Message of hope faith on King's day
By MONIQUE FIELDS, Times Staff Writer
CLEARWATER -- The Rev. Nelson B. Rivers III knows all about being hated.
He remembers black children and adults being hit and buffeted by water from fire hoses just because of the color of their skin.
"Blacks can tell you, America. Been there. Done that," said Rivers, director of national field operations for the NAACP.
In a speech that was part history lesson, part common sense, Rivers captivated an audience of about 1,400 gathered in Coachman Park to celebrate Martin Luther King Jr.'s birthday.
If anyone should be angry with the country, other than Native Americans who had their land snatched away, it should be black folks, he said.
But they aren't angry. There hasn't been any act of terrorism committed by the nation's black citizens. Instead, black people have been loving this country since before it was founded, he said.
Some, Rivers said, want to know what's next for the nation in the wake of Sept. 11. He had an answer for that, too.
"Hold on," he said. "Have faith in God."
Listeners laughed at the funny parts and soaked in the serious words of the rally sponsored by the NAACP's Clearwater and upper Pinellas County branch. They even chimed in with a few words of their own.
"All right now."
Earlier, 150 people attended a prayer breakfast at the Martin Luther King Recreation Center. Harvey Lawrence, pastor at the Church of God by Faith, fed the participants' souls with inspirational stories and offered a challenge. He asked everyone to make a concerted effort to meet their neighbors. It would show other countries that Americans possess a sense of solidarity.
"But wait a minute," he said. "If we can't commit to that task, if we can't put this into action, somebody better wake up Martin!"
An hour later, children, mothers, fathers, civic groups and community leaders walked from Martin Luther King Jr. Avenue toward Coachman Park. They were accompanied by the Clearwater and Largo high school bands and marched into the park for a noon rally, where Rivers was the keynote speaker.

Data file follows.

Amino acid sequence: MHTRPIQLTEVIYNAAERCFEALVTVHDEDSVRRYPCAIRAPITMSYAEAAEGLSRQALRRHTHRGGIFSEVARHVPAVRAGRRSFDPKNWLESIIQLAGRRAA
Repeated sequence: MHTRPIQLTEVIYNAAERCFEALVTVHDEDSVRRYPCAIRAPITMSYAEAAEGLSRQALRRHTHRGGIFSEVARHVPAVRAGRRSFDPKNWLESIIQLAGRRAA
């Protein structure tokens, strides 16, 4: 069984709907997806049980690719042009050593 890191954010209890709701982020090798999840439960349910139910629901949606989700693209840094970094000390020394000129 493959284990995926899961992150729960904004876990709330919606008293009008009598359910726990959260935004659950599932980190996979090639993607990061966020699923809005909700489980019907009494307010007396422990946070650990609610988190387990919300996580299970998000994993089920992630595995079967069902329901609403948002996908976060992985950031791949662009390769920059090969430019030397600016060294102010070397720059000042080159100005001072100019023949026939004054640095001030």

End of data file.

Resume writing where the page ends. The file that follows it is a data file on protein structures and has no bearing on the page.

He stirred the crowd with a huge helping of inspiration.
His message for the young: Don't justify your failure.
"How dare you fail? Failure is not natural. Failure is unnatural."
And don't let people rush you through your youth.
"You go to bed 18 and wake up at 50," he said. "Slow your roll. Slow down."
For the old: Teach the young that King was simply a man who served people. "Have your children understand they can make it into the kingdom if they serve others and try to help somebody."
For parents: Turn off the television. Give your children books. And give them hope.
"When your boys don't have hope, they kill," he said. "When your girls don't have hope, they turn into prostitutes."
For the women: Respect yourselves. "You must walk with your head held high, with a pep in your step, with a little glide in your stride."
For the men: Be men. It's a hard job, he said. All kind of problems arise: cars break down, the plumbing needs repair. "A daddy's job is to fix it. A man's job is to fix it," he said.
Along the way, men should never forget to respect women and protect their children. "I don't care how many you got," Rivers said. "I don't care who you got them for. You must protect your children."
When it was over, those gathered in the park said they heard Rivers' call to action.
"I'm going to try harder," said 14-year-old Ciera Lee, who attends Largo Middle School.
A few rows back was Johnnie Crawford III, an Osceola High School social studies teacher.
"What hits home for me, because I'm an educator, is young people respecting themselves and particularly young men respecting young ladies . . . because in the schools I see that's not happening."
Not too far from him was Bertha Boone, a minister at the Community Church of Largo.
"I hope they taped it because I would like to hear it again. He spoke the truth. He spoke the truth."
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